Disrupted-In-Schizophrenia-1 (DISC1) is one of the most promising common susceptibility factors for major mental illnesses, such as schizophrenia and mood disorders. Our long-term goals are to clarify disease pathway(s) that commonly exist in major mental illnesses, especially schizophrenia. DISC1 appears to be a promising lead to advance analysis of the pathway(s). DISC1 protein is multifunctional with several distinct subcellular distributions, including the centrosome during neurodevelopment, the postsynaptic density, and the nucleus. Previous studies of autopsied brains and cell biology from our and other groups have suggested that DISC1 may have a regulatory role in gene transcription, which may be disturbed in major mental disorders. Thus, we hypothesize that study of a "nuclear" pathway of DISC1 may elucidate the pathophysiology of major mental illnesses.
In Aim 1, we will determine biochemical mechanisms that regulate nuclear distribution of DISC1, focusing in particular on cis- elements and phosphorylation.
In Aim 2, we plan to characterize protein interactions of DISC1 in the nucleus, focusing on ATF4/CREB2 (a transcription factor), N-CoR (a nuclear co-repressor), and PML (the main component of the nuclear body). We hypothesize that DISC1 functions as a scaffold at the nuclear body to recruit components of activator/repressor complex to CREB/ATF transcriptional machinery.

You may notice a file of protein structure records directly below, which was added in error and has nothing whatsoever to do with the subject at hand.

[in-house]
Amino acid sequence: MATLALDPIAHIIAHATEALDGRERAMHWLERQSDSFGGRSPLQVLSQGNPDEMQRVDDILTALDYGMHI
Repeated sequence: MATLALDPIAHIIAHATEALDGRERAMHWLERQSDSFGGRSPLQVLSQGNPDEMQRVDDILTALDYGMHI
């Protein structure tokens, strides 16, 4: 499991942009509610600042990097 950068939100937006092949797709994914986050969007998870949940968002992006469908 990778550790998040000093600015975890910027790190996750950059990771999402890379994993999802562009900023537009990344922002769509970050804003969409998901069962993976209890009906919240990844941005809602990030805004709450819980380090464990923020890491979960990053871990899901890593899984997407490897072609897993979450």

Aim 3 is designed to elucidate mechanisms of how nuclear DISC1 regulates gene transcription, in particular CRE-mediated gene transcription. We hypothesize that possible recruitment of components of activator/repressor complex by DISC1 at the PML-nuclear body regulate CRE-mediated gene transcription at least via ATF4/CREB2. We hope that this mechanistic study will provide insight into understanding major mental illnesses and eventually lead to better therapeutic strategies for the diseases.

Public Health Relevance

Disrupted-In-Schizophrenia-1 (DISC1) is one of the most promising common susceptibility factors for major mental illnesses, such as schizophrenia and mood disorders. Because several lines of evidence have suggested "nuclear" DISC1 may be involved in the pathophysiology of the diseases, we will study basic mechanism and regulation for "nuclear" DISC1. We will particularly focus on the key mechanisms that regulates nuclear functions of DISC1, including cis-elements for nuclear targeting, phosphorylation, SUMOylation, and protein interaction with other nuclear proteins, as well as its function in gene transcription.

National Institute of Health (NIH)
National Institute of Mental Health (NIMH)
Research Project (R01)
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Special Emphasis Panel (ZRG1-BDCN-A (90))
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Meinecke, Douglas L
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Johns Hopkins University
Schools of Medicine
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